UPDATED 9/3/2018 10:41PM
"DOMINATE SIMPLE" Is a term that I've been using for a couple of years now. After watching countless games from all different levels I started to really understand how simple the game really is. Sure, you watch the Superstars dominate the game with their unreal size, speed, and athletic abilities. If you break the game down and watch the majority of the possessions of most of the NBA you will see the simple things that they do even the great ones over the course of a game, week, series, and season.
It is easy to get seduced into working on the remarkable plays that players at a high level make, because players and coaches alike want to play like and build players into being great. You have to understand that there aren't many players on Earth that can live on a steady diet of tough contested shots in our game. This game is all about being efficient and making the easy play that puts your team into position to win on every possession. Taking a majority of your shots contested/isolated will give you somewhere in the neighborhood of a 30% success rate.
Our game today is all about spacing. We want to spread the floor, move the basketball, and force the defense to move and react to drives and multiple passes on a possession until an open shot or drive open up. Very rarely do you see a high level game where the ball sticks and stops for the majority of it possessions. Any good team would want their opponents to take that philosophy. What create's good offense is the following
All of these things put your team into good position to win games. The hard part is to have the restraint from the top of your roster to the bottom to not being seduced into holding the ball and taking tough shots. As Player Development Coaches, it is our job not only to work on these winning types of plays, but continue to communicate to our players what types of shots we need from them and what to stay away from.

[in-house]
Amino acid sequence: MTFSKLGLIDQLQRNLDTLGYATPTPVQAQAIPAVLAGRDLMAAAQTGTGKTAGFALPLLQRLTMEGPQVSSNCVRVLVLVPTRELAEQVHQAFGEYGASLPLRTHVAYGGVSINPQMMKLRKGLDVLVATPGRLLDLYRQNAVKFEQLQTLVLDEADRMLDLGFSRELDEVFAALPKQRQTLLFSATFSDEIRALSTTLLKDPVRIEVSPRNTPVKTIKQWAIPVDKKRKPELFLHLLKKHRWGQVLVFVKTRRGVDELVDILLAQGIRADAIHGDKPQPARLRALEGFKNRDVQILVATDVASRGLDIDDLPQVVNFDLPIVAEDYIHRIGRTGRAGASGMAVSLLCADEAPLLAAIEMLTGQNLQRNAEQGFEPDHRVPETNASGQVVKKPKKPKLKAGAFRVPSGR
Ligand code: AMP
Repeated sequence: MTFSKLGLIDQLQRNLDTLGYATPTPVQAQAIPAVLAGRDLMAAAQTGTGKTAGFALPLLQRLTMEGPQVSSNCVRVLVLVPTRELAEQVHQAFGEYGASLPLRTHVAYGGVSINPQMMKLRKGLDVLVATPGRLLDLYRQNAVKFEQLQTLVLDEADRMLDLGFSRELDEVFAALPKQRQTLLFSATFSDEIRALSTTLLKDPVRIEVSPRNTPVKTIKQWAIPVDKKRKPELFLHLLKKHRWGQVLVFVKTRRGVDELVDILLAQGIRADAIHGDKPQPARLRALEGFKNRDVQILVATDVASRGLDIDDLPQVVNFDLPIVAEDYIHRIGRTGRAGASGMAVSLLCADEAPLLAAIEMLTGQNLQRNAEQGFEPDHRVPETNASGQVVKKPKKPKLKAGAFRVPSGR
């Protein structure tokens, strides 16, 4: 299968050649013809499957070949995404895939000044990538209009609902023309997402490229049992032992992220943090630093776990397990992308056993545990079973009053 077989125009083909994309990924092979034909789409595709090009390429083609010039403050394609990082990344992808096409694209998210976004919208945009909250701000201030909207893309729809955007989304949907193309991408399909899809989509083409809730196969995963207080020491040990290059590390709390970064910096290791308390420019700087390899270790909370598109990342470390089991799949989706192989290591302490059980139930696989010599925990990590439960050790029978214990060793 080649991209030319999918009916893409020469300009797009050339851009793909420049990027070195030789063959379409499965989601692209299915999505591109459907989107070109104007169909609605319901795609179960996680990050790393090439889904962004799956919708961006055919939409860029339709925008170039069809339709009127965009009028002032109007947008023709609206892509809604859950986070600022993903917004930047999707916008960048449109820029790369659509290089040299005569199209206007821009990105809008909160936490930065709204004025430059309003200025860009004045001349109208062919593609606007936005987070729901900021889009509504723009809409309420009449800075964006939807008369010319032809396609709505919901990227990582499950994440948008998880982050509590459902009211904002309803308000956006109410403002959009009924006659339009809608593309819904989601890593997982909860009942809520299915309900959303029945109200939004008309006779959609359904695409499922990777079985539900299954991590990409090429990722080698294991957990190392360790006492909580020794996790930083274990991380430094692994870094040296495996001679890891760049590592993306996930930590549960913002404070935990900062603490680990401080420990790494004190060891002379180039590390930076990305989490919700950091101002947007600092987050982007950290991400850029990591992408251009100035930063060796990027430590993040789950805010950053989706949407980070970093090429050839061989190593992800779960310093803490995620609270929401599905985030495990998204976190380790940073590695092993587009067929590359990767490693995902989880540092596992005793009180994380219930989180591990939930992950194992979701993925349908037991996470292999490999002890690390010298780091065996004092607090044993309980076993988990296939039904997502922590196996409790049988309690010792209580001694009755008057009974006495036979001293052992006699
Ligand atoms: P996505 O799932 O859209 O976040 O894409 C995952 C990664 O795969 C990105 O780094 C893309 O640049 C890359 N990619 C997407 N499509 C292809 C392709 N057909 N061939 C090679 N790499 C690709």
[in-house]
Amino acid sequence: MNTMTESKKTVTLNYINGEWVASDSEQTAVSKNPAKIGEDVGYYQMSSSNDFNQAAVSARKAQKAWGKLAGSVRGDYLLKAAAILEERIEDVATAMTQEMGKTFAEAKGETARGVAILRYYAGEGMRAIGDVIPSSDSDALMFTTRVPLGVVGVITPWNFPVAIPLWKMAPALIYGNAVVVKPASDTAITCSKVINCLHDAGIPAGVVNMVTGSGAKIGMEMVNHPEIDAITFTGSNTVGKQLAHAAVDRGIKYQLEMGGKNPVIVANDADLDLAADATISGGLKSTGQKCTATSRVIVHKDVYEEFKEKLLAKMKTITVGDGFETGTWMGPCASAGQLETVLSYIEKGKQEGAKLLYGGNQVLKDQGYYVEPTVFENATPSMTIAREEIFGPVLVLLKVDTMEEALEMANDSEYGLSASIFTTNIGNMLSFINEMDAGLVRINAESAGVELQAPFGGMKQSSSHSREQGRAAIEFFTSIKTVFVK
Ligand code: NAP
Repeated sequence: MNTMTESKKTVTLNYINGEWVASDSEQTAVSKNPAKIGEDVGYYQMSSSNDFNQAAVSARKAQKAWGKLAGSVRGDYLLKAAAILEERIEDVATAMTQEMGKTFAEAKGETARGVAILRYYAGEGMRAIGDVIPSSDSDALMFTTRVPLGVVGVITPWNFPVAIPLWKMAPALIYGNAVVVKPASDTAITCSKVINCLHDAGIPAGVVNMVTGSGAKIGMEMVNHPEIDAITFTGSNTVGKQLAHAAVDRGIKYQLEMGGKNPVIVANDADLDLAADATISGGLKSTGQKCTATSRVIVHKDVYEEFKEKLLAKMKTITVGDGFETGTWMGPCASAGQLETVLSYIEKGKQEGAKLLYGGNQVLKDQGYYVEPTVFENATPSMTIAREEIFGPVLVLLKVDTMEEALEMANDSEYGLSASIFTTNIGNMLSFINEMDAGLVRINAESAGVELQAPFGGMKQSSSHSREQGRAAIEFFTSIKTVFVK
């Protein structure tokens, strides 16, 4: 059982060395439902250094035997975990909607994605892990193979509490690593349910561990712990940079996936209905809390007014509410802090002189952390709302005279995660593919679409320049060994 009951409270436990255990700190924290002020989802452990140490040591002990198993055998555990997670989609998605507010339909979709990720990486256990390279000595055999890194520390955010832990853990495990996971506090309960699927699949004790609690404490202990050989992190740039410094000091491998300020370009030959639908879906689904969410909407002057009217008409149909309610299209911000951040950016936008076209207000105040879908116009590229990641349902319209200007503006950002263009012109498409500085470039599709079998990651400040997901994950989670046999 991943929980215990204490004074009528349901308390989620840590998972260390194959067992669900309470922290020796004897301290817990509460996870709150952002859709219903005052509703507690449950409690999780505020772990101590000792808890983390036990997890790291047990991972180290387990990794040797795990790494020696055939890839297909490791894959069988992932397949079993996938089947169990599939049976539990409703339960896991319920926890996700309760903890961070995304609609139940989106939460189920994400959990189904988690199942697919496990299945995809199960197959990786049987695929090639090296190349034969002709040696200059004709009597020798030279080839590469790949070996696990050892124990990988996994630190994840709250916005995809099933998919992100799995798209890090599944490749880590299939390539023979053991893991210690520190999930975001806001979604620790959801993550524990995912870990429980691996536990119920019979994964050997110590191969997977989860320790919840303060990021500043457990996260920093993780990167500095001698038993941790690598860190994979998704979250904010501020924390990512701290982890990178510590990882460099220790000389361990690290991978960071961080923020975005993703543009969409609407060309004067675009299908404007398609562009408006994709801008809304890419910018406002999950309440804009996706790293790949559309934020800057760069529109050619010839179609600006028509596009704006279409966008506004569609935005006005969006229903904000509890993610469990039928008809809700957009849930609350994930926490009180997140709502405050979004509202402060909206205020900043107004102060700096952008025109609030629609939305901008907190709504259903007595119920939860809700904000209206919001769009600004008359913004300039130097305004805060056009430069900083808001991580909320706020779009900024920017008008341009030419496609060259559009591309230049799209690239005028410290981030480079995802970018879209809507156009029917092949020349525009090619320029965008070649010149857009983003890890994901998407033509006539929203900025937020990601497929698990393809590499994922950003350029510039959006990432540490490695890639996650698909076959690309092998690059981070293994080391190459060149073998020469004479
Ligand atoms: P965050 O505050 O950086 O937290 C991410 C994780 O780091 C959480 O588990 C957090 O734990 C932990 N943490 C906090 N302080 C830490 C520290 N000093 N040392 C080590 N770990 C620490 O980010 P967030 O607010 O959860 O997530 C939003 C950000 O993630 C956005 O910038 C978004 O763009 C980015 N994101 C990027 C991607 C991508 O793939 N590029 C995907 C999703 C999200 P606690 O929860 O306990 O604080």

When watching the greats play it easy to focus in on the unbelievable Sportscenter moments that they do on a nightly basis. But, for the true greats for every fade away jump shot there was a spot up jumper, a straight line drive, a drive and kick to an open teammate, a cut to the rim, or off the ball play like a screen. When working with players, obviously most of the workouts will consist of offense. It is important to have our players hone in on making simple basketball plays. Every player wants to be the Alpha Dog of the team and take all of the shots, the problem with that philosophy is that there only can be room for a so many players taking all of the shots. In the NBA there are about 100 or so players that take 10 shots or more. That means over 40o players have to live on 9.9 shots or less. They have to make the most of their possessions and make simple plays to stay on the floor.
There will be times where our players will need to have the ball in their hands isolated at the end of game/shot clock and will need to make a play to create separation from heir defender. I think it's important to touch upon a move or two that they will need to get their shot. But, to spend the majority of your time with every player that you work with only sets your players up for failure.
Dominating simple of the defensive end is important as well. Instead of needing to gamble and come up with steals or blocks how about working with your players on being able to close out and stay in front of the offensive man. Being a great position/team defender can really help your team. Instead of making blocks in the paint all the time how about getting in good position to take a charge. Blocking your man out instead of just going after the ball. Having good closeout technique and stance cane every beneficial. Defending without fouling is the key as well as securing the rebound.
Here are some of the "Wining Skill Sets" You can work with your players on
Those are just a few things that you can work with your players on to "Dominate Simple" Our game needs players that can make simple winning plays. I'm a firm believer of developing a skill that can get a player in a game. Once they can earn the trust of their head coach to be able to get and stay on the floor then you can start working on some more advanced skill sets. I am a big believer in developing a baseline in a player and then building up. The more players that we can develop and get on the floor that make simple plays the better the chances our team is in position to win games.